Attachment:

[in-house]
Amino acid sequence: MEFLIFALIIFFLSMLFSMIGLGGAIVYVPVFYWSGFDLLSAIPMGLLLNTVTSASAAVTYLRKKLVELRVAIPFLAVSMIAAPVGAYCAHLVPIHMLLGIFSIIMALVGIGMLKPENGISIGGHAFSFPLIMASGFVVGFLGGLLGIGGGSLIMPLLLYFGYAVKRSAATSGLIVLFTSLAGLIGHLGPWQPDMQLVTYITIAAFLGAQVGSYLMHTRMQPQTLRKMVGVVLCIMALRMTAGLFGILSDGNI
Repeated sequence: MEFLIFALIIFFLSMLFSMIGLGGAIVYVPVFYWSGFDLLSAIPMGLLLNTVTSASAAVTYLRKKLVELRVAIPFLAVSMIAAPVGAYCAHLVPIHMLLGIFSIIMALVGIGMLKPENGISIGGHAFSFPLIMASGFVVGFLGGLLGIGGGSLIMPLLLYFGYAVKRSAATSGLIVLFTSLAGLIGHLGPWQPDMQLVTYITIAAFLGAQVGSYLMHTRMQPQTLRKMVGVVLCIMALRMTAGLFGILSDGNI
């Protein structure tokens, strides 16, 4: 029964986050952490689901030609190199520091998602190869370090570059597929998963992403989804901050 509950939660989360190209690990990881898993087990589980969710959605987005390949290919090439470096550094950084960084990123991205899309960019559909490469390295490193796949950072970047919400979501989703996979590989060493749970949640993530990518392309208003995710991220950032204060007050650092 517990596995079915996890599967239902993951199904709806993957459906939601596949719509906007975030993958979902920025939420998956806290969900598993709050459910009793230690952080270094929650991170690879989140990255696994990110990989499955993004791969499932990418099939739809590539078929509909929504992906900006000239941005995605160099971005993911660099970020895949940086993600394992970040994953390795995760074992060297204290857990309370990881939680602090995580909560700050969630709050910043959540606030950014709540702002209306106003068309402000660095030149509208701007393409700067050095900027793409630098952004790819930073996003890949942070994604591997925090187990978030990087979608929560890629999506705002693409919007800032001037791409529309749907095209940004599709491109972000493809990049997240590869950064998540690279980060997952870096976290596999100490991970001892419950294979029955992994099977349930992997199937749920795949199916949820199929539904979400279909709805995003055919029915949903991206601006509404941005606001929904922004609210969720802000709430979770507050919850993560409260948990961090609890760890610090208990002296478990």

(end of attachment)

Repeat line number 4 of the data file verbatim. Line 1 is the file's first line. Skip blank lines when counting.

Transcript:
């Protein structure tokens, strides 16, 4: 029964986050952490689901030609190199520091998602190869370090570059597929998963992403989804901050 509950939660989360190209690990990881898993087990589980969710959605987005390949290919090439470096550094950084960084990123991205899309960019559909490469390295490193796949950072970047919400979501989703996979590989060493749970949640993530990518392309208003995710991220950032204060007050650092 517990596995079915996890599967239902993951199904709806993957459906939601596949719509906007975030993958979902920025939420998956806290969900598993709050459910009793230690952080270094929650991170690879989140990255696994990110990989499955993004791969499932990418099939739809590539078929509909929504992906900006000239941005995605160099971005993911660099970020895949940086993600394992970040994953390795995760074992060297204290857990309370990881939680602090995580909560700050969630709050910043959540606030950014709540702002209306106003068309402000660095030149509208701007393409700067050095900027793409630098952004790819930073996003890949942070994604591997925090187990978030990087979608929560890629999506705002693409919007800032001037791409529309749907095209940004599709491109972000493809990049997240590869950064998540690279980060997952870096976290596999100490991970001892419950294979029955992994099977349930992997199937749920795949199916949820199929539904979400279909709805995003055919029915949903991206601006509404941005606001929904922004609210969720802000709430979770507050919850993560409260948990961090609890760890610090208990002296478990």